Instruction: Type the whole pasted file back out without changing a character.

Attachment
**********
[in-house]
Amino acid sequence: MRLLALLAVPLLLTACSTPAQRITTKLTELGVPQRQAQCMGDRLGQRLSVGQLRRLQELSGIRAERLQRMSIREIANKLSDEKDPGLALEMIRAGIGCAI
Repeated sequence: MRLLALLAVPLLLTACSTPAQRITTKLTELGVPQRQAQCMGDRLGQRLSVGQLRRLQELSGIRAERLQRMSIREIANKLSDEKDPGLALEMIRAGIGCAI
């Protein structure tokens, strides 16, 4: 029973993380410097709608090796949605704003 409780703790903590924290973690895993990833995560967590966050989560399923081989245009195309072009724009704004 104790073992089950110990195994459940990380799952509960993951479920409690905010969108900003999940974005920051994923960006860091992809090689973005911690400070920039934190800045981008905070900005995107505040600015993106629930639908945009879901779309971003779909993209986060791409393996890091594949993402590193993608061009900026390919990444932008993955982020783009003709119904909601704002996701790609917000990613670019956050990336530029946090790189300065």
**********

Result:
[in-house]
Amino acid sequence: MRLLALLAVPLLLTACSTPAQRITTKLTELGVPQRQAQCMGDRLGQRLSVGQLRRLQELSGIRAERLQRMSIREIANKLSDEKDPGLALEMIRAGIGCAI
Repeated sequence: MRLLALLAVPLLLTACSTPAQRITTKLTELGVPQRQAQCMGDRLGQRLSVGQLRRLQELSGIRAERLQRMSIREIANKLSDEKDPGLALEMIRAGIGCAI
């Protein structure tokens, strides 16, 4: 029973993380410097709608090796949605704003 409780703790903590924290973690895993990833995560967590966050989560399923081989245009195309072009724009704004 104790073992089950110990195994459940990380799952509960993951479920409690905010969108900003999940974005920051994923960006860091992809090689973005911690400070920039934190800045981008905070900005995107505040600015993106629930639908945009879901779309971003779909993209986060791409393996890091594949993402590193993608061009900026390919990444932008993955982020783009003709119904909601704002996701790609917000990613670019956050990336530029946090790189300065």